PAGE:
Michael Oliva Córdoba, “On the Foundations of Praxeology and Eeconomics,” 28 May 2013.There is also an audio talk here and a forthcoming paper (Cordoba 2014).
But a reading of paper reveals surprises.
It appears to me that about 50% of it is devoted to arguing – against Mises’s original view – that praxeology is not synthetic a priori. Rather, Cordoba seems to think – contrary to Mises – that praxeology is analytic a priori (Cordoba, pp. 1–9).
That is hardly any comfort to the apriorist Misesian apologists who uphold the existence of synthetic a priori knowledge.
The second part of the paper involves defining two Misesian theorems in formal logic as analytic propositions (propositions true by definition), and the claim that they can be proven once defined by using logic.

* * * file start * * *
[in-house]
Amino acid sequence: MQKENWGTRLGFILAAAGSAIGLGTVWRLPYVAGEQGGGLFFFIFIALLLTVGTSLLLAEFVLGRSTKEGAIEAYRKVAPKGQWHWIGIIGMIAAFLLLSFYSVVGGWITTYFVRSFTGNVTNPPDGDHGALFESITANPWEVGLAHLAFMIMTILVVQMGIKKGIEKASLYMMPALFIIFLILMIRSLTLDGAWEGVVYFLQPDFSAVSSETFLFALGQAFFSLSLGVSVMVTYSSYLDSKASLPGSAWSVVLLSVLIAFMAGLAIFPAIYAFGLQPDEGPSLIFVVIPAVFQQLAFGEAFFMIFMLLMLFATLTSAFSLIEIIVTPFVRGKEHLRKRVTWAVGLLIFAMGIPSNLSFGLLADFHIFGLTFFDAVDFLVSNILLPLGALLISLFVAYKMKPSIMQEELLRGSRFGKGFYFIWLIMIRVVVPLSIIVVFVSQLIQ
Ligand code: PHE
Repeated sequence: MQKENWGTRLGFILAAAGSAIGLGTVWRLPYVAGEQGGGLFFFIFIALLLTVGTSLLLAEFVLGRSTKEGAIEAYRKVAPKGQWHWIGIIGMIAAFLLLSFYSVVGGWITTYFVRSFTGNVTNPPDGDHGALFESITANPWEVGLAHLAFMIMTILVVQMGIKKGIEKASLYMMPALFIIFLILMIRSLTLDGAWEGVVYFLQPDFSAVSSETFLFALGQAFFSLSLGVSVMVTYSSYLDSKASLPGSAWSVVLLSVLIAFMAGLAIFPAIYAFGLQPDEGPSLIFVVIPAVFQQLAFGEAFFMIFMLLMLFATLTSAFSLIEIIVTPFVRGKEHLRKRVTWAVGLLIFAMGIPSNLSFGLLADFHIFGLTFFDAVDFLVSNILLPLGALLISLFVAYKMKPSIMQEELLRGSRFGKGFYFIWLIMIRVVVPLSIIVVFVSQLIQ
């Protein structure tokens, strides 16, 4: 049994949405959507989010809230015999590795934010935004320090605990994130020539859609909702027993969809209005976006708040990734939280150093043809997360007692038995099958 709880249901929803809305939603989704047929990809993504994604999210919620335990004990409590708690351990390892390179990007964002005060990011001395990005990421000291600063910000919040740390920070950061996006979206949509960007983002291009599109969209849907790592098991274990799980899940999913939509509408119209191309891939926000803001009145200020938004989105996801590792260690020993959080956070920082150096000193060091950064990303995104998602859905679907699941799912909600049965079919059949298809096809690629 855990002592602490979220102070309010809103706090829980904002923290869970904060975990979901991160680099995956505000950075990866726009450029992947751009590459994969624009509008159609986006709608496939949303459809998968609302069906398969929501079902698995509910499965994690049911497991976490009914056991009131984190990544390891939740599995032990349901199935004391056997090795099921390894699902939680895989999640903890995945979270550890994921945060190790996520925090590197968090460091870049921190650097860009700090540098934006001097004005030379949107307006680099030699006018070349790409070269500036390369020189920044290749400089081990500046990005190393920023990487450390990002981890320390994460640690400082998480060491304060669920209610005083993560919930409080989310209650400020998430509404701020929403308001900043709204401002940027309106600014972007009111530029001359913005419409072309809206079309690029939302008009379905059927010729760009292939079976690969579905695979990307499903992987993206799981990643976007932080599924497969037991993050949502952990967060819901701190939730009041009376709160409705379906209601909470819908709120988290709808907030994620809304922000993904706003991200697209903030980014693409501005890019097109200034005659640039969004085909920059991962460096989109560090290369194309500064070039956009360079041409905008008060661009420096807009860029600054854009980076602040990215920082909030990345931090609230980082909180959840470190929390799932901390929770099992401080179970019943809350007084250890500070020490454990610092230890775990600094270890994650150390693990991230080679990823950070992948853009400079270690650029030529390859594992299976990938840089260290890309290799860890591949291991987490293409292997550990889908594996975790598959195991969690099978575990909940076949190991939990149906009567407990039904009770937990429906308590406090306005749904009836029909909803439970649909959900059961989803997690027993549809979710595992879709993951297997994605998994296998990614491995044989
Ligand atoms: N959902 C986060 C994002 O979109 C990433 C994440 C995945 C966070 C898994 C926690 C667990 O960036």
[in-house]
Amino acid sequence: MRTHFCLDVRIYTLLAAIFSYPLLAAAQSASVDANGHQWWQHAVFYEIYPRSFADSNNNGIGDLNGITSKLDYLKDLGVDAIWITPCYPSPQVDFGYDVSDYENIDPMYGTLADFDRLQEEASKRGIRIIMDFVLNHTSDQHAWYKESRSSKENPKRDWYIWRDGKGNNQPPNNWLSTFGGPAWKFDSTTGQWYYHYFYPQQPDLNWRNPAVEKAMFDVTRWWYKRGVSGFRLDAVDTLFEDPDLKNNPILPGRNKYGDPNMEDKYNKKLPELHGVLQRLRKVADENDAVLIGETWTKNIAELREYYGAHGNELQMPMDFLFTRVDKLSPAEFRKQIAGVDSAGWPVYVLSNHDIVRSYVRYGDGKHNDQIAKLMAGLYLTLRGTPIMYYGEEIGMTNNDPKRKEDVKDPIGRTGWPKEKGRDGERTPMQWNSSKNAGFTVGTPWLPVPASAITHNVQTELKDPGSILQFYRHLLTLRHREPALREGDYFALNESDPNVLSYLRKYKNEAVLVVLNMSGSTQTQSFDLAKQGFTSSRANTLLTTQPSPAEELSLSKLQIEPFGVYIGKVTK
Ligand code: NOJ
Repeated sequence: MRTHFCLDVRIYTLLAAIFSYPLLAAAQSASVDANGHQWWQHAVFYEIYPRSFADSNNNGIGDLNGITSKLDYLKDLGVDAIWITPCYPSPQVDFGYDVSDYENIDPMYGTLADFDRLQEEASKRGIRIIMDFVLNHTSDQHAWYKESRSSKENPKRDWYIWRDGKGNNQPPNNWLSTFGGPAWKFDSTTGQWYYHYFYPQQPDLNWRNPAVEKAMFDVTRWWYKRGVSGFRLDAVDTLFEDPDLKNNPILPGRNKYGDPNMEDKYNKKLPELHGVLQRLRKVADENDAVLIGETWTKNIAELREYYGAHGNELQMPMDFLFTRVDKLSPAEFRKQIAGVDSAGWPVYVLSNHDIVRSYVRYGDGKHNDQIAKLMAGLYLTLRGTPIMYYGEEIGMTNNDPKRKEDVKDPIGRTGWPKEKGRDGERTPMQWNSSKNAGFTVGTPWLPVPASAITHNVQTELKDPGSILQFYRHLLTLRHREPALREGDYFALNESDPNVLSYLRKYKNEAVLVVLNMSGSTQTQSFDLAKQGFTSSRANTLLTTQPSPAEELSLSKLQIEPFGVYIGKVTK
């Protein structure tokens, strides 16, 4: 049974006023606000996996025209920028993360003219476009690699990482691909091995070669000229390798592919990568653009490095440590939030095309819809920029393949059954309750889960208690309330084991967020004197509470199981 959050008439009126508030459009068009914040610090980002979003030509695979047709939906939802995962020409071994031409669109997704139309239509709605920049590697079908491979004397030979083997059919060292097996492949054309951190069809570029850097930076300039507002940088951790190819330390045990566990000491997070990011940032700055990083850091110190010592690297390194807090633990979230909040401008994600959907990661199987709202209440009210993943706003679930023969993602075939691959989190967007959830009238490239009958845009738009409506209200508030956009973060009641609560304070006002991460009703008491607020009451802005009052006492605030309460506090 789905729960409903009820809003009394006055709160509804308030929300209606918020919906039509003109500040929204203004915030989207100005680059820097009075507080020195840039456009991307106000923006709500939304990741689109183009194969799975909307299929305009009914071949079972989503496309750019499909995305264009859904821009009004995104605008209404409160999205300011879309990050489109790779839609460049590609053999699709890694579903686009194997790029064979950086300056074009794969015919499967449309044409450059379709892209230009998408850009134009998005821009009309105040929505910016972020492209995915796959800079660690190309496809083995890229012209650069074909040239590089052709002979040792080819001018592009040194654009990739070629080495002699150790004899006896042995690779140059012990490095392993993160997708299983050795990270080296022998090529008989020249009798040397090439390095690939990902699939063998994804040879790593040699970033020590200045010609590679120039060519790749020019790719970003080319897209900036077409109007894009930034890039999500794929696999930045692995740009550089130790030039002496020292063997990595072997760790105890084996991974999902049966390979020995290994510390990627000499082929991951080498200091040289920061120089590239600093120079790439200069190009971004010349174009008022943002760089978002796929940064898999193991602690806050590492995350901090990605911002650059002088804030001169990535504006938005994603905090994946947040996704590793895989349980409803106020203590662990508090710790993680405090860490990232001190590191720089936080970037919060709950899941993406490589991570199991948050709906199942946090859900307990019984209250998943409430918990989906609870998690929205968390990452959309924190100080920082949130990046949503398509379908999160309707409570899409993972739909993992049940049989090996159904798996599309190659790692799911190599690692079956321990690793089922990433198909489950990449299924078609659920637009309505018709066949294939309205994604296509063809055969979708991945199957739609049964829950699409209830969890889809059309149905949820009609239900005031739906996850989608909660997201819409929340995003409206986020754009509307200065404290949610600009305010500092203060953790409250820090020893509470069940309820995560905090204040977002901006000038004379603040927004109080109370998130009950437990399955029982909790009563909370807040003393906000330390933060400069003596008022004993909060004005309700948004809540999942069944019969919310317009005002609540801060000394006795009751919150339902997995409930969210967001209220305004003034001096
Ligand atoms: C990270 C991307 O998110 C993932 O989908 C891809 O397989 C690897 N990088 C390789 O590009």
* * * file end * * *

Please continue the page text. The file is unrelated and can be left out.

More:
These two theorems are:
(1) the uneasiness theorem:The proofs of these theorems would most likely constitute less than 1% of Mises’s Human Action, and the author never even progress to economic theories.“[T]he incentive to act is always uneasiness [...].” (Mises 1949: 13)This can be expressed as “if x such that x is satisfied, then it is not the case that x acts” (Cordoba, p. 12);
(x) (x is satisfied → ¬ x acts).
(2) the scarcity theorem:“[A]ction is the manifestation of scarcity [...].” (Mises 1949: 70)This can be expressed as “if x such that it is not the case that there exists at least one y such that y is scarce for x, then it is not the case that x acts.”
(x) (¬ (∃y) (y is scarce for x) → ¬ x acts. (Cordoba, p. 13).
But, above all, Cordoba’s arguments appear to require that praxeology is an analytic a priori system. But such a system says nothing that is necessarily true of the real world. The author has not proven that any Misesian theory has applicability to a real world economy.
Cordoba, Michael Oliva. 2014. “Uneasiness and Scarcity. An Analytic Approach Towards Ludwig von Mises’ Praxeology,” in Gloria Zuñiga y Postigo, (ed.), Austrian Thought at the Turn of the 20th Century. Ontos, Heusenstamm (forthcoming 2014).
Mises, Ludwig von. 1949 . Human Action. Fox & Wilkes, San Francisco.